If your skin can’t tolerate chemical based sunscreens, then perhaps it’s worth questioning ‘why’ before completely writing them off. It may be a sign that something is actually wrong with your skin, not the sunscreen.
Sensitive skin is not a skin type – it’s a skin condition. Perhaps you were born with sensitive skin but this is very rare. It’s far more common that it’s become sensitized through the use or poor quality products, ablative skin treatments and over-exfoliation. With the proper treatments and correct skincare regimen, your sensitive skin can generally be repaired and brought back into a good, non-sensitized state.
What type of sunscreen may also depend on what you’re doing and where you’re going. Chemical sunscreens generally sit much better under makeup and feel a lot lighter. If you’re going swimming, Physical may be a good choice. Experiment and see what best suits you.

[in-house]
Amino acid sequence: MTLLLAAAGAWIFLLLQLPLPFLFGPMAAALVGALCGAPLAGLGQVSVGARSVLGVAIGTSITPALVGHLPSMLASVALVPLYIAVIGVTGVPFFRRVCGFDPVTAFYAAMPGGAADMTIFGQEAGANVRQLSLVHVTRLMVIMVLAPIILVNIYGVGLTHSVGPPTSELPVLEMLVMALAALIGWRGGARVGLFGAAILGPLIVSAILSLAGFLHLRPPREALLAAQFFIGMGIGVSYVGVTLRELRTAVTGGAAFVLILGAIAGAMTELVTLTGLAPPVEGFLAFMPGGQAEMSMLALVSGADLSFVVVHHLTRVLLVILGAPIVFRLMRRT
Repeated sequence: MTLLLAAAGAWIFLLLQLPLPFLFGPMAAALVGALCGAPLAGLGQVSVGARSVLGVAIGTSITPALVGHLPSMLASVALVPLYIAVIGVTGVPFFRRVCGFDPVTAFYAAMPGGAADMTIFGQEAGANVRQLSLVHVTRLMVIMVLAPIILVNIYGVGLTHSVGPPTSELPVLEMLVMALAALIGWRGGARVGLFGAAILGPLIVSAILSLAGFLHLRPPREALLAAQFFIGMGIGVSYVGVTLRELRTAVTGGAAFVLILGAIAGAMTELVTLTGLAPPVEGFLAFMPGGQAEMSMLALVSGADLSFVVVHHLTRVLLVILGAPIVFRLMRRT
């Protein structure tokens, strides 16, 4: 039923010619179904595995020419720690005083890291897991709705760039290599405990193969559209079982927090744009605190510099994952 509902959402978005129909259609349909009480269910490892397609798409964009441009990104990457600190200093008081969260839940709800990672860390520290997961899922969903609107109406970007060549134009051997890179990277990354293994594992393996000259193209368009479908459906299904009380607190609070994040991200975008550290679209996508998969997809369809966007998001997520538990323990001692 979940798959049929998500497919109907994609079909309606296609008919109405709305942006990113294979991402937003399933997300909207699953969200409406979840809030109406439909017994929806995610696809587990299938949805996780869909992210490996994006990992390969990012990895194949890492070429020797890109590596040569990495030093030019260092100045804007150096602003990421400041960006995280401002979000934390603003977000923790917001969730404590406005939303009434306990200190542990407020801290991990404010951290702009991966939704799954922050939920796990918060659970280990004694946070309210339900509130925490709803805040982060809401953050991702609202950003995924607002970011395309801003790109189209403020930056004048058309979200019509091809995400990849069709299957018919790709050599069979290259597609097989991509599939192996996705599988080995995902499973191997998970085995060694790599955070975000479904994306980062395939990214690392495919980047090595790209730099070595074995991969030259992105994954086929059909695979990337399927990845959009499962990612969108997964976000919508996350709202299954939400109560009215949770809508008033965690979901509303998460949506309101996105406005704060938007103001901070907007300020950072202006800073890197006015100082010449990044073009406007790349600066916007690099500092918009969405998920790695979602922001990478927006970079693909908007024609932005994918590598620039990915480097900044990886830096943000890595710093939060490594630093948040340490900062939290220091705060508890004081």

More important than ‘chemical vs physical’…
- How much you apply and how well you apply it – this makes a huge difference in efficacy. Poor application could result in an SPF30+ becoming more like SPF5+. Don’t skimp on your sunscreen! You may save a couple of dollars by doing so but the sunburn that follows shortly after will have you regretting your decision. That’s before we even get to the increased risk of developing pigmentation, accelerated aging and increased risk of skin cancer!
- Using a broad spectrum sunscreen that protects from UVA and UVB – very important! Remember, you want to protect yourself against UVA (Aging) and UVB (Burning). Most sunscreens today will do just that but make sure you check the label and confirm it by reading the ingredients.
- An SPF rating of at least 30+ – but don’t fall for the marketing hype. You stand to gain about 1% extra protection between SPF30+ and SPF50+ but it could cost you substantially more for that extra 1%. The additional ingredients needed to achieve an SPF50+ also come into play.